I don’t mean to single out London here. Last year Wachovia, Bank of America, PNC Financial Services Group, and Commerce Bancorp were all the victims of a crime ring in New Jersey where bank employees and, in one case, a state employee were bribed into giving up account records. They would print out specific accounts that were later sold to collection agencies and law firms that were targeting people for past due payments. The price paid by the ring leader was ten dollars per account. According to reports at the time he reaped millions on the re-sale of over 500,000 accounts.
What to do?
Look at the other forms of insider defense organizations have already deployed in situations where trust alone fails. In particular, look at cash handling.
At a Starbucks each associate swipes an ID card in the point of sale terminal every time they handle cash. At a bank, where the sums are greater, there are surveillance cameras looking over the shoulder of every teller. No, those are not to catch armed robbers on camera, those are meant to ensure the good behavior of the tellers.
How do these defenses translate to information handling such as account records? First of all, require better authentication to access information. In this way, everyone knows there is a log of all the information they access. If it ends up stolen they could be suspect.
This ensures better behavior. Activity monitoring is another way to alert on suspicious behavior. If someone is accessing more than the usual number of records, alarms will be set off and their actions can be investigated.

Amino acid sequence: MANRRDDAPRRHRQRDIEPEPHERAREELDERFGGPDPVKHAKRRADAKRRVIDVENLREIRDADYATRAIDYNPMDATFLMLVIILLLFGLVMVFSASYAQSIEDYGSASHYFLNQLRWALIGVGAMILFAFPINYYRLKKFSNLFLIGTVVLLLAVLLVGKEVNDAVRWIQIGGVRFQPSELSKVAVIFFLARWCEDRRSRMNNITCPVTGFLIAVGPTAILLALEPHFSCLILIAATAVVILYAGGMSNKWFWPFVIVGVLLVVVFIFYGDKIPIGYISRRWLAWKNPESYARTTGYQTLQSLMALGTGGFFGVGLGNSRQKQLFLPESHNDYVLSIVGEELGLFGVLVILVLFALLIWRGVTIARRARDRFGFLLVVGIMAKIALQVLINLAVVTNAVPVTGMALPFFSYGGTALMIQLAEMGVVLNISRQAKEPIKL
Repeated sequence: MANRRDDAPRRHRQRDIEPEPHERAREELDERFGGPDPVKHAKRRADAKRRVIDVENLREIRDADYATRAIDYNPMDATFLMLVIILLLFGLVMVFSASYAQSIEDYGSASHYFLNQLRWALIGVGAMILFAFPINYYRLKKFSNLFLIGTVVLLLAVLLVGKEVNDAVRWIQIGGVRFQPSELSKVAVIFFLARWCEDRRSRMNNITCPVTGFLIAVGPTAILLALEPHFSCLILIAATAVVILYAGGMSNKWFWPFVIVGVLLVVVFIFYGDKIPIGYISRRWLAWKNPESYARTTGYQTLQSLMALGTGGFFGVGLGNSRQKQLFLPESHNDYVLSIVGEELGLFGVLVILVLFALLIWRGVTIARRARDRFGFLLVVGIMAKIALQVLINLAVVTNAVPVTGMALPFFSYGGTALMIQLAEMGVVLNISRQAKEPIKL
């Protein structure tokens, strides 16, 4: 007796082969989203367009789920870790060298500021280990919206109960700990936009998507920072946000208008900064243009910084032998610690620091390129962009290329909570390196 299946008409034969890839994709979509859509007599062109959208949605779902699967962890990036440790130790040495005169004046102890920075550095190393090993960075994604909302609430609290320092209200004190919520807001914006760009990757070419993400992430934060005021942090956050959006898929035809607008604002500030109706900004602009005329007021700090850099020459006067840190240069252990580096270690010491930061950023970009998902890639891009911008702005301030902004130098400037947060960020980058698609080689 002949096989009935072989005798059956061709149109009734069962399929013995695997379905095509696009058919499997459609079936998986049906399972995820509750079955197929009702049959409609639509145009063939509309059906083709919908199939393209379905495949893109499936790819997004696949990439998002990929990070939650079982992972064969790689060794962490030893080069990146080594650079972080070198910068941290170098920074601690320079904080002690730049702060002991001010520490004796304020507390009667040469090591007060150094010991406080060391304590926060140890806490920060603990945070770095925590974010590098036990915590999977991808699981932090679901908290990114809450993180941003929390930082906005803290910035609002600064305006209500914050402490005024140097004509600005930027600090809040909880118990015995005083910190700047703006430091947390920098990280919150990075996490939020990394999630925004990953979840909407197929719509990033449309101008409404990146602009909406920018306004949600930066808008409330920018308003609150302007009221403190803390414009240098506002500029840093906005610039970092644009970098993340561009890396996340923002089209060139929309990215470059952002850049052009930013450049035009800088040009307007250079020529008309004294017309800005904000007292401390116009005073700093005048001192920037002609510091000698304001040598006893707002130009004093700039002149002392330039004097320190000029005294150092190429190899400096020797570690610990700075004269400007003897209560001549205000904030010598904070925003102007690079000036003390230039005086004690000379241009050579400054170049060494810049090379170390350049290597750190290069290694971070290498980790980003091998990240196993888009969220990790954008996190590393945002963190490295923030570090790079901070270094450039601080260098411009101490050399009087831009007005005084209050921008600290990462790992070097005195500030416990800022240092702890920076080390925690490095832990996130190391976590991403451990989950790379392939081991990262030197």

Background checks on temporary personnel should focus on establishing their true identities. You should have a process in place for checking those identities for all contract personnel including cleaning staff, security guards, and clerical staff. They should sign in every day and sign out. Security guards should not have access to the equipment that controls security cameras or to the back up video data.
Finally, there are several technologies that could be employed to reduce the risk of data loss. Leak prevention solutions classify data and monitor the networks to make sure it does not leave the premises. Device management solutions can monitor and control the use of USB devices such as thumb drives or MP3 players.
Thanks to the rise in value and the creation of a market for identities and other information it has become necessary to look beyond typical cyber-defenses. Infiltration, the invasion of your organization by individuals targeting your information, needs to be countered. But, most importantly, the cost to the attackers must be raised in order to reduce the likelihood of attack.
Richard Stiennon is the former vice president of Threat Research at Webroot Software and now the founder of IT Harvest, an IT security research firm. He is a holder of Gartner’s Thought Leadership award for 2003 and was named “One of the 50 Most Powerful People in Networking” by Network World Magazine.